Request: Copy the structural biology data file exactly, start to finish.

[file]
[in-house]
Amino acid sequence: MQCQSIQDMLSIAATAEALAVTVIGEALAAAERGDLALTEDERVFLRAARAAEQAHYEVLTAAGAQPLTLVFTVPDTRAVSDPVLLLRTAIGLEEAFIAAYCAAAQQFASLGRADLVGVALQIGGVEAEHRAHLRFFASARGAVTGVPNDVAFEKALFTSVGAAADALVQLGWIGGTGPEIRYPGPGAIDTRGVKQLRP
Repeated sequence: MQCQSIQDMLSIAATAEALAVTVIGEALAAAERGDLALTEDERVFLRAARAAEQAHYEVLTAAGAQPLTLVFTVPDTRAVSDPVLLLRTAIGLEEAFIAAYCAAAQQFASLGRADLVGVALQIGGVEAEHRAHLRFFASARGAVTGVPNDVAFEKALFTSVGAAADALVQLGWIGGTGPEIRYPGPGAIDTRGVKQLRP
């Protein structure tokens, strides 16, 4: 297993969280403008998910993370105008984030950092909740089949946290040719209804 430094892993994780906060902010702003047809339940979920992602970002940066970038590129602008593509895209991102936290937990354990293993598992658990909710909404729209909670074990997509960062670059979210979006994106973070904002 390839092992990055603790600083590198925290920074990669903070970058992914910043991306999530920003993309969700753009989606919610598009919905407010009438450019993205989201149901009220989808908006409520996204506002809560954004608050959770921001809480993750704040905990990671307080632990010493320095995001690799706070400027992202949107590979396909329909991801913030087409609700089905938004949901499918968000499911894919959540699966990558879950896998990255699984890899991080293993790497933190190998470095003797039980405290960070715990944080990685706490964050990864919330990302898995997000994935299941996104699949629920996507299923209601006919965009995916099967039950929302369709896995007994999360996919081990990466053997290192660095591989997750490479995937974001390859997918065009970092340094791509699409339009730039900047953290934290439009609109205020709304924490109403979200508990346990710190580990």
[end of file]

[in-house]
Amino acid sequence: MQCQSIQDMLSIAATAEALAVTVIGEALAAAERGDLALTEDERVFLRAARAAEQAHYEVLTAAGAQPLTLVFTVPDTRAVSDPVLLLRTAIGLEEAFIAAYCAAAQQFASLGRADLVGVALQIGGVEAEHRAHLRFFASARGAVTGVPNDVAFEKALFTSVGAAADALVQLGWIGGTGPEIRYPGPGAIDTRGVKQLRP
Repeated sequence: MQCQSIQDMLSIAATAEALAVTVIGEALAAAERGDLALTEDERVFLRAARAAEQAHYEVLTAAGAQPLTLVFTVPDTRAVSDPVLLLRTAIGLEEAFIAAYCAAAQQFASLGRADLVGVALQIGGVEAEHRAHLRFFASARGAVTGVPNDVAFEKALFTSVGAAADALVQLGWIGGTGPEIRYPGPGAIDTRGVKQLRP
């Protein structure tokens, strides 16, 4: 297993969280403008998910993370105008984030950092909740089949946290040719209804 430094892993994780906060902010702003047809339940979920992602970002940066970038590129602008593509895209991102936290937990354990293993598992658990909710909404729209909670074990997509960062670059979210979006994106973070904002 390839092992990055603790600083590198925290920074990669903070970058992914910043991306999530920003993309969700753009989606919610598009919905407010009438450019993205989201149901009220989808908006409520996204506002809560954004608050959770921001809480993750704040905990990671307080632990010493320095995001690799706070400027992202949107590979396909329909991801913030087409609700089905938004949901499918968000499911894919959540699966990558879950896998990255699984890899991080293993790497933190190998470095003797039980405290960070715990944080990685706490964050990864919330990302898995997000994935299941996104699949629920996507299923209601006919965009995916099967039950929302369709896995007994999360996919081990990466053997290192660095591989997750490479995937974001390859997918065009970092340094791509699409339009730039900047953290934290439009609109205020709304924490109403979200508990346990710190580990």